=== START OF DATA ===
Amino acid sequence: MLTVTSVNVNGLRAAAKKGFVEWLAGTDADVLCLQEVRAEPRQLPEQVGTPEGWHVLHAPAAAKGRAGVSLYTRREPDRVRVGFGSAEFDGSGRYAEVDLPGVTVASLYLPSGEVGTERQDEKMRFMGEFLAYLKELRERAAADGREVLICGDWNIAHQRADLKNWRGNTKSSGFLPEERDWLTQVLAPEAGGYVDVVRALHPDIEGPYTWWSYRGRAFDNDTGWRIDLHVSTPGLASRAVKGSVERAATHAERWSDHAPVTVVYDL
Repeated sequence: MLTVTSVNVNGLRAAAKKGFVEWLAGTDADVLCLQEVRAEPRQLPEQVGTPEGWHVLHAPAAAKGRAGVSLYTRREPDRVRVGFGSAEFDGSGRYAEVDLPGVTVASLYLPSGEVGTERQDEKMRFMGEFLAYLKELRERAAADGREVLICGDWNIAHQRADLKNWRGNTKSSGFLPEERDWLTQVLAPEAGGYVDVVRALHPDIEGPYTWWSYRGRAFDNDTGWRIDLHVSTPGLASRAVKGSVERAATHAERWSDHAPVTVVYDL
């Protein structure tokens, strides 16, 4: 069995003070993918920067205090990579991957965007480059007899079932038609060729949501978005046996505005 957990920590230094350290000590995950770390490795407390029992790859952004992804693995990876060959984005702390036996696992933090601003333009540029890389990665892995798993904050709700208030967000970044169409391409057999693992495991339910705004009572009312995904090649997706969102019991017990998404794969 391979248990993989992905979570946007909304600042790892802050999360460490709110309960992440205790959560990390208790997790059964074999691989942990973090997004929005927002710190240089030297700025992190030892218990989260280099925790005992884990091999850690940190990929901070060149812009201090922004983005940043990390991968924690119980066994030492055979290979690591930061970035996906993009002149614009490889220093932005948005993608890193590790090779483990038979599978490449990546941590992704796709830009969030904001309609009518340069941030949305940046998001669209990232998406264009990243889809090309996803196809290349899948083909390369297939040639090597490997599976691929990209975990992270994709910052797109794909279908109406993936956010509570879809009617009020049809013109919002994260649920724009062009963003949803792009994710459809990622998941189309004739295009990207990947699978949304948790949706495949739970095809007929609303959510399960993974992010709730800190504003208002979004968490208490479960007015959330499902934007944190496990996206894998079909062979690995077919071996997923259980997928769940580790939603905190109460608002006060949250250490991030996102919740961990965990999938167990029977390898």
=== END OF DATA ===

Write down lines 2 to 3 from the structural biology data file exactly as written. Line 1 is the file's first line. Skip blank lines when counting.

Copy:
Repeated sequence: MLTVTSVNVNGLRAAAKKGFVEWLAGTDADVLCLQEVRAEPRQLPEQVGTPEGWHVLHAPAAAKGRAGVSLYTRREPDRVRVGFGSAEFDGSGRYAEVDLPGVTVASLYLPSGEVGTERQDEKMRFMGEFLAYLKELRERAAADGREVLICGDWNIAHQRADLKNWRGNTKSSGFLPEERDWLTQVLAPEAGGYVDVVRALHPDIEGPYTWWSYRGRAFDNDTGWRIDLHVSTPGLASRAVKGSVERAATHAERWSDHAPVTVVYDL
């Protein structure tokens, strides 16, 4: 069995003070993918920067205090990579991957965007480059007899079932038609060729949501978005046996505005 957990920590230094350290000590995950770390490795407390029992790859952004992804693995990876060959984005702390036996696992933090601003333009540029890389990665892995798993904050709700208030967000970044169409391409057999693992495991339910705004009572009312995904090649997706969102019991017990998404794969 391979248990993989992905979570946007909304600042790892802050999360460490709110309960992440205790959560990390208790997790059964074999691989942990973090997004929005927002710190240089030297700025992190030892218990989260280099925790005992884990091999850690940190990929901070060149812009201090922004983005940043990390991968924690119980066994030492055979290979690591930061970035996906993009002149614009490889220093932005948005993608890193590790090779483990038979599978490449990546941590992704796709830009969030904001309609009518340069941030949305940046998001669209990232998406264009990243889809090309996803196809290349899948083909390369297939040639090597490997599976691929990209975990992270994709910052797109794909279908109406993936956010509570879809009617009020049809013109919002994260649920724009062009963003949803792009994710459809990622998941189309004739295009990207990947699978949304948790949706495949739970095809007929609303959510399960993974992010709730800190504003208002979004968490208490479960007015959330499902934007944190496990996206894998079909062979690995077919071996997923259980997928769940580790939603905190109460608002006060949250250490991030996102919740961990965990999938167990029977390898």